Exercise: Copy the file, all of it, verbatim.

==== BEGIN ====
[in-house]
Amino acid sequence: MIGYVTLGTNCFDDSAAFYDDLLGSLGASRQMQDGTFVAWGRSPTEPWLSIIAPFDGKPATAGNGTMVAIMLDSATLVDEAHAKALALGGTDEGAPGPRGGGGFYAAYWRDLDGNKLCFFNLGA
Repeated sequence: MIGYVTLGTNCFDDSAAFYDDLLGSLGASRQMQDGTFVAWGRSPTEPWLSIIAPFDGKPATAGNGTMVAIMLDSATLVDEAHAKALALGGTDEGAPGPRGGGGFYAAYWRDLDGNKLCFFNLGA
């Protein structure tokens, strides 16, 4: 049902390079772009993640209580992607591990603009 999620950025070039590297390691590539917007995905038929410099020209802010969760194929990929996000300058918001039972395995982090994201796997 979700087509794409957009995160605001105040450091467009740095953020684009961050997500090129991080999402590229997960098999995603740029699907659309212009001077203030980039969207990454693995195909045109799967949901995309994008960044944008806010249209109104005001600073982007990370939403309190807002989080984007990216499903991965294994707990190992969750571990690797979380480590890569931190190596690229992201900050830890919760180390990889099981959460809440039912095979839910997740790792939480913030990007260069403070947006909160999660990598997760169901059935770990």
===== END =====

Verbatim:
[in-house]
Amino acid sequence: MIGYVTLGTNCFDDSAAFYDDLLGSLGASRQMQDGTFVAWGRSPTEPWLSIIAPFDGKPATAGNGTMVAIMLDSATLVDEAHAKALALGGTDEGAPGPRGGGGFYAAYWRDLDGNKLCFFNLGA
Repeated sequence: MIGYVTLGTNCFDDSAAFYDDLLGSLGASRQMQDGTFVAWGRSPTEPWLSIIAPFDGKPATAGNGTMVAIMLDSATLVDEAHAKALALGGTDEGAPGPRGGGGFYAAYWRDLDGNKLCFFNLGA
């Protein structure tokens, strides 16, 4: 049902390079772009993640209580992607591990603009 999620950025070039590297390691590539917007995905038929410099020209802010969760194929990929996000300058918001039972395995982090994201796997 979700087509794409957009995160605001105040450091467009740095953020684009961050997500090129991080999402590229997960098999995603740029699907659309212009001077203030980039969207990454693995195909045109799967949901995309994008960044944008806010249209109104005001600073982007990370939403309190807002989080984007990216499903991965294994707990190992969750571990690797979380480590890569931190190596690229992201900050830890919760180390990889099981959460809440039912095979839910997740790792939480913030990007260069403070947006909160999660990598997760169901059935770990």